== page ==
Uncertainties continue for state CHIP programs

By the CDHP team

In October, we interviewed Cathy Caldwell, who oversees Alabama’s ALL Kids CHIP program, which serves 113,000 children. Like other state administrators, Caldwell, director of Alabama’s Bureau of Children’s Health Insurance, has been waiting to learn whether Congress will extend funding for the Children’s Health Insurance Program (CHIP), which expires in the fall.

Recently the House passed a two-year extension of CHIP funding. The Senate is expected to take its vote following the April recess. We checked back with Caldwell to see where her program stands now.

Q: How does a two-year CHIP extension impact your program?
CALDWELL: The bottom line is that two years is better than no continuation of funding, but four is still the best route for CHIP. If funding is extended just for two years, it still leaves us in a state of uncertainty. I don’t think two years is long enough to fix the things that need to go in place for children to go into marketplace insurance plans.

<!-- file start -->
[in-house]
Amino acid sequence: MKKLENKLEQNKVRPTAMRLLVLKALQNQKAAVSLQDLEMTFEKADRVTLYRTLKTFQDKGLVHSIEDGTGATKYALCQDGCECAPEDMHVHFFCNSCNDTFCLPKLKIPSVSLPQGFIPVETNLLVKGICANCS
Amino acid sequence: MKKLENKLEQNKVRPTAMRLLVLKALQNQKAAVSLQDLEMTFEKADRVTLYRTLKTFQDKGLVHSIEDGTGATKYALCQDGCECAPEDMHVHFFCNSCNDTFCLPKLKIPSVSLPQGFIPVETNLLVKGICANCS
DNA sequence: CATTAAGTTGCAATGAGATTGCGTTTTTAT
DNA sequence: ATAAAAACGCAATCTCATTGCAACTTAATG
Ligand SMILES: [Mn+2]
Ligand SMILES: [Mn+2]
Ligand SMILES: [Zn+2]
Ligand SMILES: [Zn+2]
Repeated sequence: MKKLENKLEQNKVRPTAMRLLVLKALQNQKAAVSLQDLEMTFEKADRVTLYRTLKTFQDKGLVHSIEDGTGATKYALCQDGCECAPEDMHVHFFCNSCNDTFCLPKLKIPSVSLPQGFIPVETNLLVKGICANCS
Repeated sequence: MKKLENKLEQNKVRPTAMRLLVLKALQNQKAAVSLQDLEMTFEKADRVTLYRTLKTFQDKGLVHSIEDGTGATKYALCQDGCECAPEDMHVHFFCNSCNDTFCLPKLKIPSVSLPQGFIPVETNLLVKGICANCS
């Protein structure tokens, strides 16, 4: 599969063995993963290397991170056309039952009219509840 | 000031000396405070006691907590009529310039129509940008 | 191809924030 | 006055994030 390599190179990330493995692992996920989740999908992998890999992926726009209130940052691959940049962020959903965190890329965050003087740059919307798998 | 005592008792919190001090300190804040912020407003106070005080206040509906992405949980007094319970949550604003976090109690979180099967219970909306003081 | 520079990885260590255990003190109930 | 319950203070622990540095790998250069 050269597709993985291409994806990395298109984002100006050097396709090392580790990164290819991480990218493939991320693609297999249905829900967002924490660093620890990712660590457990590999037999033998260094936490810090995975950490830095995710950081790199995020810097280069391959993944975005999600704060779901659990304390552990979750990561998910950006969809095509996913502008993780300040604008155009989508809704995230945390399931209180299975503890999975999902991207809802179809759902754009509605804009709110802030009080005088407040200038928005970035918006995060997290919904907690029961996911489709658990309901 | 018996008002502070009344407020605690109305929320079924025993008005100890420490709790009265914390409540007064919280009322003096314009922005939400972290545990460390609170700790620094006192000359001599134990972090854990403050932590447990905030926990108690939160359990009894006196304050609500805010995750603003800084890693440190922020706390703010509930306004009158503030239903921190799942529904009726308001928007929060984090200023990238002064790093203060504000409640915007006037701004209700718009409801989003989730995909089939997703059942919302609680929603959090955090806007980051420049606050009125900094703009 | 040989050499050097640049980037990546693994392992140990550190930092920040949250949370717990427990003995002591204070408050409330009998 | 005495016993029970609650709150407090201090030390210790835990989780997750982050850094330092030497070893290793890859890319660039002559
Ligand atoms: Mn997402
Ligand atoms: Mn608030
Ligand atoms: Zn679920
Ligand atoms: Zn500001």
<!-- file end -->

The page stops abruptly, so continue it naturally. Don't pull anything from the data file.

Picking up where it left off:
We’ll need to immediately start figuring out what happens when those two years are up. When the Centers for Medicare & Medicaid Services asked CHIP directors how much time they would need in the case of a CHIP shut-down, by and large we said a minimum of a year. That’s hard on providers and families. Health benefits need to be continuous to be efficient and effective.

Q: How will it impact the families you serve?
CALDWELL: With changes under the Affordable Care Act, families have heard so many confusing messages about coverage. To say their children could lose CHIP after two years will be stressful because they will continue to worry about the cost. That said, parents say they feel more secure when their kids have health coverage, so right now, any CHIP extension is important for kids.

Jackson Conner is just one of 113,000 children who receive medical and dental coverage under Alabama’s CHIP program. Read how CHIP supported Jackson through a dental emergency and continues to support his family today. If CHIP goes away, millions of children could lose dental coverage.

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75% }
of American Indian/Alaskan Native children have experienced caries by age 5.
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